Comparing the EMG activity of the whole movement of the 6 repetitions (concentric and eccentric phases) revealed similar muscle activation of all muscles for the 3 grips (p = 0.092–0.96) (Figure 3A). Still, a tendency toward greater activation of the biceps brachii was observed using medium compared with narrow grip (61 ± 12% vs. 56 ± 10%; p = 0.092; ES = 0.38).
In the concentric phase, activation of biceps was greater using medium compared with narrow grip (87 ± 17% vs. 81 ± 14%; p = 0.03; ES = 0.44) (Figure 3B). No other significant differences were observed.
In the eccentric phase, latissimus dorsi and infraspinatus had greater EMG activity using wide compared with narrow grip (57 ± 14% vs. 54 ± 13%; p = 0.04; ES = 0.14 and 91 ± 48% vs. 89 ± 46%; p = 0.02; ES = 0.07). There was a tendency toward greater EMG activation of the biceps brachii using medium compared with wide grip (31 ± 17% vs. 28 ± 15%; p = 0.08; ES = 0.19). Furthermore, latissimus dorsi had a tendency toward greater EMG activity using medium compared with narrow grip (58 ± 16% vs. 54 ± 13%; p = 0.08; ES = 0.18; Figure 3C).
The 6RM load using wide grip was approximately 4% lower than medium grip (77.3 ± 6.3 kg vs. 80.3 ± 7.2 kg; p = 0.021; ES = 0.44) and approximately 4% lower than narrow grip (77.3 ± 6.3 kg vs. 80.0 ± 7.1 kg; p = 0.02; ES = 0.4; Figure 4). There were similar loads using narrow and medium grip widths (80.0 ± 7.1 kg vs. 80.3 ± 7.2 kg; p = 1.00).
There were similar lifting times (p = 0.75) and hip angle (p = 0.84) for the different grips during the tests (Table 1).
Generally, similar muscle activation was obtained with narrow, medium, and wide pronated grips in the anterior lat pull-down. However, a medium grip may have some minor advantages over small and wide grips as biceps brachii had greater activity using a medium compared with a narrow grip in the concentric phase, and there was a tendency for the same in the entire movement. In the eccentric phase, medium grip provided either higher or equally high muscle activation for all muscles. In addition, the 6RM load was lower when using a wide grip compared with medium or narrow grip.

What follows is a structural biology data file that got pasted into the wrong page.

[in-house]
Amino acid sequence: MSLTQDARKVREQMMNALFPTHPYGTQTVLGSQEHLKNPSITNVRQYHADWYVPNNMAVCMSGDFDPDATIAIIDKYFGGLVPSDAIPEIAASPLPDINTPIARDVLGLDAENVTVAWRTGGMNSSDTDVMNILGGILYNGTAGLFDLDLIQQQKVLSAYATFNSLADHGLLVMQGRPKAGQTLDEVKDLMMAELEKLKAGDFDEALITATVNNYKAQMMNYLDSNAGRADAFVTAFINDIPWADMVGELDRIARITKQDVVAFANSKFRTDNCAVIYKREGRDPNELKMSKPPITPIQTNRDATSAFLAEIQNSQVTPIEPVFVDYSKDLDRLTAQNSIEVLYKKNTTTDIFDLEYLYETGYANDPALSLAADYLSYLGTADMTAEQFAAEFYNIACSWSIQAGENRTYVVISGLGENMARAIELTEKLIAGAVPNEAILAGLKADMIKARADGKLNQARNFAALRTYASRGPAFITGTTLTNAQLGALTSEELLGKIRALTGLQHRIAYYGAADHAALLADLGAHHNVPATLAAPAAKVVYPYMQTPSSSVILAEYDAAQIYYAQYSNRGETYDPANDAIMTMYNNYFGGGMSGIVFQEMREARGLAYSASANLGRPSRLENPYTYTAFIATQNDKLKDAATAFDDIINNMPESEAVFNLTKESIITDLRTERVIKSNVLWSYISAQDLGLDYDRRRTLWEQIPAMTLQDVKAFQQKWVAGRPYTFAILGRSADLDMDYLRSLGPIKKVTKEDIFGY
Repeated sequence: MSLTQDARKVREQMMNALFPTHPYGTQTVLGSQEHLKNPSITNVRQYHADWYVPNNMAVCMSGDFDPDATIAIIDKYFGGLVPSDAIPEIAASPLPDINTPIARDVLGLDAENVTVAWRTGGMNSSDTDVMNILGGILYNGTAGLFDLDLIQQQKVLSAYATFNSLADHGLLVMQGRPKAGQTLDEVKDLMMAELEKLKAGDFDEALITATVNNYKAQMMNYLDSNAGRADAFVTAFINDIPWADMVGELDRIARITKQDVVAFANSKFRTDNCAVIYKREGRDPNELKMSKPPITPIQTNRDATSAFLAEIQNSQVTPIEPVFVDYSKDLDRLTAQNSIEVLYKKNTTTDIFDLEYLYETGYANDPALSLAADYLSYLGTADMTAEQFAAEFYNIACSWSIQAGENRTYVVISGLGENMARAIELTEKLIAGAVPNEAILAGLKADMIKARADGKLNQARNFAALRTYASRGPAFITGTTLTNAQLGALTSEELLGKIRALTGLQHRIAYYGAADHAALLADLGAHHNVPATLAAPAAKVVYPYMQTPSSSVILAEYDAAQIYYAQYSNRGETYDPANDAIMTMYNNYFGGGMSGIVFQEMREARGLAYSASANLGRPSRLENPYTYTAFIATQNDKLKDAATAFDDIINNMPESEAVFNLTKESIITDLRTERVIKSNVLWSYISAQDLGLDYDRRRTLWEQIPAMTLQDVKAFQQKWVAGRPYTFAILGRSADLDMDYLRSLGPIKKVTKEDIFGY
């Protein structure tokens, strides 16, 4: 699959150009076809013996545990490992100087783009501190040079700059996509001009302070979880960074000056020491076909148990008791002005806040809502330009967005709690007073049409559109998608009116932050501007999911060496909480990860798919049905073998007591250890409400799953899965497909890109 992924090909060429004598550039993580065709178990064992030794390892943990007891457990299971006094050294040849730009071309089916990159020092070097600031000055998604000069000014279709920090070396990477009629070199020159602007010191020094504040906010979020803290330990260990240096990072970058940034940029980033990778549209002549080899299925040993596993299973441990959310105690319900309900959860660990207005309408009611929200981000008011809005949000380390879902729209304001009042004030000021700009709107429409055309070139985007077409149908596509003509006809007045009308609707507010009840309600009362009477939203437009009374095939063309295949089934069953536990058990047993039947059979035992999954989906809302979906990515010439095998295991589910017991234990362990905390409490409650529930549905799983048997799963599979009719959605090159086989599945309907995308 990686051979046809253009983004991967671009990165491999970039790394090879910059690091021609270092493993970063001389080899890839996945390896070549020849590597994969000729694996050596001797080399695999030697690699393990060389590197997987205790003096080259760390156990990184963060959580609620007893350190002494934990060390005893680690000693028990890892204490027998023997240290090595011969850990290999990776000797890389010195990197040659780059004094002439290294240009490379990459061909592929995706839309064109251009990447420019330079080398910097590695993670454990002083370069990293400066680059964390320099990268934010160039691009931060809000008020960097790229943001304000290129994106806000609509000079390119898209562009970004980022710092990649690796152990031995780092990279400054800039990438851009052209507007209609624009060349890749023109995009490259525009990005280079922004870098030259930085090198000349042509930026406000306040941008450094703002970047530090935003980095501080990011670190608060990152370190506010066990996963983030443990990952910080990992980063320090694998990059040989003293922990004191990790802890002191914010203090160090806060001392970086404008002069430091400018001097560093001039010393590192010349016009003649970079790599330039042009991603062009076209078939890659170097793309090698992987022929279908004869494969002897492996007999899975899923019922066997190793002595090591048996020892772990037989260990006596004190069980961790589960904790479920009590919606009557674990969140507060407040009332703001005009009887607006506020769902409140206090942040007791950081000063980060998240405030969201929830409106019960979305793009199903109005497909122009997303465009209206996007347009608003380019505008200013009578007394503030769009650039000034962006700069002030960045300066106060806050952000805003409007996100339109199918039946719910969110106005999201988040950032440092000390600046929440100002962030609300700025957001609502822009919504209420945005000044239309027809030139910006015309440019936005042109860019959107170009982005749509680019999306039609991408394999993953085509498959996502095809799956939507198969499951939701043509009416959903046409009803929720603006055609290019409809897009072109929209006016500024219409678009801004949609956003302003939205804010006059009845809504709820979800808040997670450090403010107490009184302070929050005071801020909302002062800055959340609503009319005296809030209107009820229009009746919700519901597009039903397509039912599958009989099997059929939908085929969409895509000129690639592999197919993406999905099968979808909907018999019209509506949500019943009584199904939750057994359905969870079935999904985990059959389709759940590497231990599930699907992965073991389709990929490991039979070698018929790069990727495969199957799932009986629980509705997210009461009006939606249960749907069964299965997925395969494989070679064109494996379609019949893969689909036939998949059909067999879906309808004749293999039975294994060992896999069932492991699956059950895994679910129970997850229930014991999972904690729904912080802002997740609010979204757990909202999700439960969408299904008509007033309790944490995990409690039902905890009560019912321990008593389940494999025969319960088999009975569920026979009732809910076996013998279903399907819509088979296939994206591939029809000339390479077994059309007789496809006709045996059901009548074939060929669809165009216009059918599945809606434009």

A wider grip reduces the flexion and extension of the elbow and increases the shoulder abduction compared with a narrow grip altering the working conditions of the muscles. One might expect that this would lead to a higher activation of the latissimus dorsi and infraspinatus using a wide grip and biceps brachii using a narrow grip. However, our results did not support this notion. Rather, they validated the results reported by Lusk et al. (11) who examined 2 different pronated grip widths in the anterior lat pull-down. Because those authors used the same absolute and not relative intensity, there was uncertainty about the validity of their conclusion. Indeed, our findings of lower absolute strength with a wide grip show the importance of strength assessment across grip widths.